5. Apr 2022Frontend

Frontend Briefly - News & tips from the world of frontend development #4

A regular summary of the most important news, articles or tweets in the world of the front end is here! For the month of March, we have prepared the top 9 news that no frontend developer should miss. In addition, you will find links to other interesting articles that are worth reading.

1. React 18 is here! 

You will find the new version of React 18 available at npm. If you are interested in what is new in this version, then read the article on the official React blog, where you will find an overview of the news. There are really a lot of them, for example: client and server side rendering API, a lot of new hooks (useId, useTransition, useDeferredValue ...), Suspense, support for concurrency, etc ... If you are more interested in how to upgrade to the latest version, read this official instructions.

2. Interop 2022

For the first time, all major browsers have joined forces to address compatibility issues between browsers that have plagued web developers. If you are interested in how this project came about and what goals they have set, then read the article Interop 2022: browsers working together to improve the web for developers.

3. CSS news for 2022

The year 2022 brings a lot of news in CSS. Some browsers are already starting to support it and we still have to wait for some. If you are interested in an overview of these news, you will find a great article on the CSS-Tricks portal. Browser support is also mentioned for every feature, so you know what you can start using or what you can prepare for.

4. New features in Safari 15.4

A new version of Safari 15.4 is coming to WebKit with more than 70 new features. So this is a really big release. For example, you will find support for lazy loading images, <dialog> element, :has(), Cascade Layers, BroadcastChannel, new viewport units, etc ... If you are interested in all the news, read the article: New WebKit Features in Safari 15.4 on the WebKit blog.

5. Several articles on web performance

Chris Coyier from CSS-Tricks has written an overview of current articles on web performance. You can read them in this article: 7 Fresh Links on Performance For March 2022. Here you will find best practices for caching or how to speed up the Next.js framework even more.

6. New <selectmenu> element

Native form styling is among the top missing things for frontend developers. In the article Say Hello to selectmenu, and Fully Style-able select Element, Patrick Brosset introduces you to a new (so far only experimental) element for controlling <selectmenu> forms. You will learn how much easier it is to style this element compared to the traditional <select> element.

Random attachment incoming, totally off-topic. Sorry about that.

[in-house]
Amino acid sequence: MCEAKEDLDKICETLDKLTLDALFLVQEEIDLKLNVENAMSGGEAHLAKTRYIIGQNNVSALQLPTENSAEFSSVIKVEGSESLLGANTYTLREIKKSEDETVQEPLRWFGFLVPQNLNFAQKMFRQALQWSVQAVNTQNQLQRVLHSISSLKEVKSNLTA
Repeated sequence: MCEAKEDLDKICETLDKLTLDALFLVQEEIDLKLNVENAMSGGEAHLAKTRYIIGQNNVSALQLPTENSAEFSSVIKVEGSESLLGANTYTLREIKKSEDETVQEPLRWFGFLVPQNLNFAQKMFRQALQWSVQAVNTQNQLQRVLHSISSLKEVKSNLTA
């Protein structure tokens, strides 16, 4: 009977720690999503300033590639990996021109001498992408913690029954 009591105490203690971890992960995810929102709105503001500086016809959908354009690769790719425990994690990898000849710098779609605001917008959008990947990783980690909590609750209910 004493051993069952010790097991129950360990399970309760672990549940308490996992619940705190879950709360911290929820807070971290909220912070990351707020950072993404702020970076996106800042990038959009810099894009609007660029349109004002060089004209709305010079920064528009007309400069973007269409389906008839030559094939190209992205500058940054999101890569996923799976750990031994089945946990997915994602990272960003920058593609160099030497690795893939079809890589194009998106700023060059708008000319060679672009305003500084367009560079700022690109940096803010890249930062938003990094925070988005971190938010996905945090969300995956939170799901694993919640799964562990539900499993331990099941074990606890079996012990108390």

7. CSS Custom Highlight API

The CSS Custom Highlight API is a new W3C specification (currently in Working Draft state) that allows you to edit any range of text using JavaScript and then style it using CSS. You can read more in this article: CSS Custom Highlight API: The Future of Highlighting Text Ranges on the Web.

Príklad využitia CSS Custom Highlight API
Example of how to use the CSS Custom Highlight API

8. How to use HTML a CSS in e-mails in 2022

We can see in recent years that they are much more consistent in terms of HTML, CSS and JavaScript support. However, we cannot say the same about email clients. Read what you can use in emails in 2022 in the article: HTML and CSS in Emails: What Works in 2022?

9. Why to try out <dialog> element

The <dialog> element first appeared in 2014. However, it is only now that well-known browsers such as Safari or Firefox. The main idea of this HTML element is to facilitate the creation of modal and context windows. You can find a nice guide and an overview of this element in the article: A look at the dialog element's super powers.

Several articles on accessibility

  • The WebAIM Million - 2022 Report on the Accessibility of 1,000,000 Home pages. The results provide an overview of the current state of web accessibility.
  • A Designer’s Guide to Documenting Accessibility & User Interactions - Good documentation helps teams implement accessibility requirements correctly. In the article, you will find instructions on why and how designers can document various aspects of accessibility.
  • WCAG 2.1 Map - A comprehensive map of the WCAG 2.1 specification available for download.

More articles worth reading


If you liked the news overview, don't forget to subscribe to our newsletter. You can also read the news for last month, which we brought in the February Frontend Briefly.

Andrej NemečekFrontend Developer